Both the Lone Ranger and Tonto, in other words, are created out of massacres they inadvertently caused. They are tragic figures yet the movie treats them as comic relief. “The Lone Ranger” is one of the most tone-deaf movies I’ve ever seen.
Everything and the kitchen sink
What’s special about this Lone Ranger? Silver, the spirit horse, recognizes him as a spirit walker, a man who can’t die, but it’s Silver who’s special. He can ride off rooftops and over trains. The Lone Ranger is buried up to his neck by the Comanche, and covered in scorpions, and Silver licks off the scorpions and pulls him out. Silver is the true hero here. The Lone Ranger is part laughing stock, part chosen one. He only survives because he can’t be killed. Nice trick.
Plot? Cole, giving pretty speeches before the populace, wants to unite the nation via railroad, because whoever controls the rail controls the country. For this to happen, though, the rail has to go through Comanche land, so Cavendish’s gang raids settlements dressed as Comanches, which revokes the treaty, which puts their land up for grabs. Dan Reid, a friend of the Comanche, figured this out. That’s why the Bryant Gap ambush. The Comanches themselves are later massacred—ripped to shreds—by an early Gatling gun while the Lone Ranger and Tonto, nearby, are avoiding a runaway train via handcar—that little railroad see-saw thingee most of us first saw in a cartoon. Once again, the tragic is juxtaposed with the comic to perplexing effect.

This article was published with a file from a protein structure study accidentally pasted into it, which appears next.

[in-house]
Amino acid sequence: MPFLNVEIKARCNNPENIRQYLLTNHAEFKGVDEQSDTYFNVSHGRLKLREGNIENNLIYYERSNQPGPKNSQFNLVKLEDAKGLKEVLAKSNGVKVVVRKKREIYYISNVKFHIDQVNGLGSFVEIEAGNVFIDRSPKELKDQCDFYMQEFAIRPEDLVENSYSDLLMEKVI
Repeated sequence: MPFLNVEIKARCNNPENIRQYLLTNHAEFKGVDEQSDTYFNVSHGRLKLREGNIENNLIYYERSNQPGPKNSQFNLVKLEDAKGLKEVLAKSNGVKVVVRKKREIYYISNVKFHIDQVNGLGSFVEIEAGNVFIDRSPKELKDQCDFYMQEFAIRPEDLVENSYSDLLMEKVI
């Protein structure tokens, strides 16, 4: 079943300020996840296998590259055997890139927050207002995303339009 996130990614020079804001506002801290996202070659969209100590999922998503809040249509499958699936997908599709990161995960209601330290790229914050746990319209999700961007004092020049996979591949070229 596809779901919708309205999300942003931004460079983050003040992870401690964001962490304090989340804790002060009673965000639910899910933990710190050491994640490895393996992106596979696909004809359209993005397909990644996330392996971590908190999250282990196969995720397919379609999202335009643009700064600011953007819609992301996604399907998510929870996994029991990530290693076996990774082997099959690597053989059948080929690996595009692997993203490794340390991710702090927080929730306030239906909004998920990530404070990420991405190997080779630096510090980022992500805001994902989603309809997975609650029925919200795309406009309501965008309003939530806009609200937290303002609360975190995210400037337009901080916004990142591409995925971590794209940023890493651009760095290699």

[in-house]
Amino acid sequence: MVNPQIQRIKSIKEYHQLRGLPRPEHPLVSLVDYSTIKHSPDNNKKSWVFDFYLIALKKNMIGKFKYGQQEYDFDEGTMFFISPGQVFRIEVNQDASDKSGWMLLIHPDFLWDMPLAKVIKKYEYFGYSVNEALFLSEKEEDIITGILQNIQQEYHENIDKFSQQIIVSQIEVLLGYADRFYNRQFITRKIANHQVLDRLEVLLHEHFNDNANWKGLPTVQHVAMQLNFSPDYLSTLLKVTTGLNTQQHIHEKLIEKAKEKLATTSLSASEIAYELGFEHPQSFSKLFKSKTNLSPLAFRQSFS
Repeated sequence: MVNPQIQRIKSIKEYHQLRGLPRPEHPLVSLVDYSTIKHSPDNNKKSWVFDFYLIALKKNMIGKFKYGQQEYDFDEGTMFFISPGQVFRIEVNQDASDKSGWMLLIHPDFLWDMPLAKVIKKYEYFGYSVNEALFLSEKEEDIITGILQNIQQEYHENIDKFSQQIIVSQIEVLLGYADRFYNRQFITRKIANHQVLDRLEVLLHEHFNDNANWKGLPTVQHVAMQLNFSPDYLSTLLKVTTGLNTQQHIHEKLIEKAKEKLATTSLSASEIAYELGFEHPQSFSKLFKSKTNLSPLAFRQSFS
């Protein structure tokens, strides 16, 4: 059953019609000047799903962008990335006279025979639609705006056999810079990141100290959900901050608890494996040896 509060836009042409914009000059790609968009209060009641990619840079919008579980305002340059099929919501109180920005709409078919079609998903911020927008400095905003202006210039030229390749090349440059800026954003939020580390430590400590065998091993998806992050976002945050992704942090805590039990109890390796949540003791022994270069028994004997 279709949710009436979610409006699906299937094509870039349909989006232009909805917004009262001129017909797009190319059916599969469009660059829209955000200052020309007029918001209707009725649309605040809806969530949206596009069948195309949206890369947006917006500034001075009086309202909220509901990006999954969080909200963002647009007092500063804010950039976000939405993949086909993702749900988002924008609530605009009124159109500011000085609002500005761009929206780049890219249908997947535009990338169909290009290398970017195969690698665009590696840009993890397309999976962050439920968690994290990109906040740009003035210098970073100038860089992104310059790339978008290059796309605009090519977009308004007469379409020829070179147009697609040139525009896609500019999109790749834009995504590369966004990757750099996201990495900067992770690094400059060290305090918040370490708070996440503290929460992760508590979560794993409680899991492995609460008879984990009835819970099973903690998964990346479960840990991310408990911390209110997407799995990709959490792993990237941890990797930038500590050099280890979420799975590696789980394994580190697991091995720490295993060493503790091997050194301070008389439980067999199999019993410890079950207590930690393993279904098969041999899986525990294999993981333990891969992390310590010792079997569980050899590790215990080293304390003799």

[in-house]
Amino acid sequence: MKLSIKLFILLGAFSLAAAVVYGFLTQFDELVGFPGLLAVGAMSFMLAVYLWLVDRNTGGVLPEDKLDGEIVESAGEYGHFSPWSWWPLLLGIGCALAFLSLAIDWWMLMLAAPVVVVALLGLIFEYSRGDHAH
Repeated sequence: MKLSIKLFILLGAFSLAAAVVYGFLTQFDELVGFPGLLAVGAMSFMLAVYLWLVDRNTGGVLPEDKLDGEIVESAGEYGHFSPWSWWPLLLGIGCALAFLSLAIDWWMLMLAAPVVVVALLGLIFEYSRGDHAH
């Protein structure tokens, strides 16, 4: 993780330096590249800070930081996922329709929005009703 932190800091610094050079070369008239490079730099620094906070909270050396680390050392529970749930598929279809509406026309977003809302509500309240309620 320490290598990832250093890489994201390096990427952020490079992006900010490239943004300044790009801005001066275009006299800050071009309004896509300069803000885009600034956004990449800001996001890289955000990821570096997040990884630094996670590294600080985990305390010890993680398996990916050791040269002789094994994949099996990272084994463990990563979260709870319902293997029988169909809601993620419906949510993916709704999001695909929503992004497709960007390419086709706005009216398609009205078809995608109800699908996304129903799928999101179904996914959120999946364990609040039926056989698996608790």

Meanwhile, Rebecca, who has lost a husband, is attacked by the Cavendish-Comanches and witnesses her black help being murdered. With her son, she’s taken before Butch himself. Eventually she makes it back to Cole, who has always desired her. But this is a dull subplot and Wilson does nothing with the role.
Meanwhile, Barry Pepper plays a George Custer-like cavalryman, who is supposed to come to the rescue but merely contributes to the slaughter of innocents. Then he doubles down on that slaughter so he doesn’t have to face the first fact.
Meanwhile, Helena Bonham Carter plays Red Harrington, a western madam with a fake ivory leg that masks a gun—like an early version of Rose McGowan in “Planet Terror.” She’s the kitchen sink of the movie.
Meanwhile, all of this is being told, believe it or not, by an aged Tonto in San Francisco in 1933. When the movie began, and I first saw these words on the screen, “San Francisco, 1933,” I had a glimmer of hope. “Oh!” I thought. “Good idea. Wonder what the Lone Ranger is doing in the 20th century?” Except we never find out. Instead we visit an amusement park, where a kid, wearing a mask and a cowboy hat, visits a Wild West exhibit. There’s the mighty buffalo, there’s a grizzly bear, and there, according to the plaque, is “THE NOBLE SAVAGE: In his natural habitat.” The kid peers closer and the Indian comes to life. “Kemosabe?” a wizened Tonto asks. Then, with a few interruptions along the way, he tells the kid the story. It’s like “The Princess Bride” but without any of the charm. It’s kind of creepy.
More, it means that no matter what happens in Colby, Texas, in 1869, Tonto winds up as a sideshow exhibit in San Francisco in 1933.
If you’d given me a week, I couldn’t have come up with a sadder end for Tonto than that.